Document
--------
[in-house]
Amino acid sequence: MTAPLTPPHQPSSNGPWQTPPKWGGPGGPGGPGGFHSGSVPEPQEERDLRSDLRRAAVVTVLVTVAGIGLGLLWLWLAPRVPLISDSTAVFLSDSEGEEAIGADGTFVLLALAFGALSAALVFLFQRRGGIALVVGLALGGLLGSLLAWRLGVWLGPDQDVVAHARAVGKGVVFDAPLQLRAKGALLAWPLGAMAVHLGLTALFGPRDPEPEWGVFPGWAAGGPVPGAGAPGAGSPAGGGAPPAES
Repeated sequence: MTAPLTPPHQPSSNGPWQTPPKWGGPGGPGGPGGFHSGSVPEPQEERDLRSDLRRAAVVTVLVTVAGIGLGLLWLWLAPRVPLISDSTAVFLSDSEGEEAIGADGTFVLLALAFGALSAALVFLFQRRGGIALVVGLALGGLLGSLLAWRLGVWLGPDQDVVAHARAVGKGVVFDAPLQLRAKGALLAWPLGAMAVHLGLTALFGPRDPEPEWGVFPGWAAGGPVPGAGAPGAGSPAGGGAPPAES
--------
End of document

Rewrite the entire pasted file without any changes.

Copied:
[in-house]
Amino acid sequence: MTAPLTPPHQPSSNGPWQTPPKWGGPGGPGGPGGFHSGSVPEPQEERDLRSDLRRAAVVTVLVTVAGIGLGLLWLWLAPRVPLISDSTAVFLSDSEGEEAIGADGTFVLLALAFGALSAALVFLFQRRGGIALVVGLALGGLLGSLLAWRLGVWLGPDQDVVAHARAVGKGVVFDAPLQLRAKGALLAWPLGAMAVHLGLTALFGPRDPEPEWGVFPGWAAGGPVPGAGAPGAGSPAGGGAPPAES
Repeated sequence: MTAPLTPPHQPSSNGPWQTPPKWGGPGGPGGPGGFHSGSVPEPQEERDLRSDLRRAAVVTVLVTVAGIGLGLLWLWLAPRVPLISDSTAVFLSDSEGEEAIGADGTFVLLALAFGALSAALVFLFQRRGGIALVVGLALGGLLGSLLAWRLGVWLGPDQDVVAHARAVGKGVVFDAPLQLRAKGALLAWPLGAMAVHLGLTALFGPRDPEPEWGVFPGWAAGGPVPGAGAPGAGSPAGGGAPPAES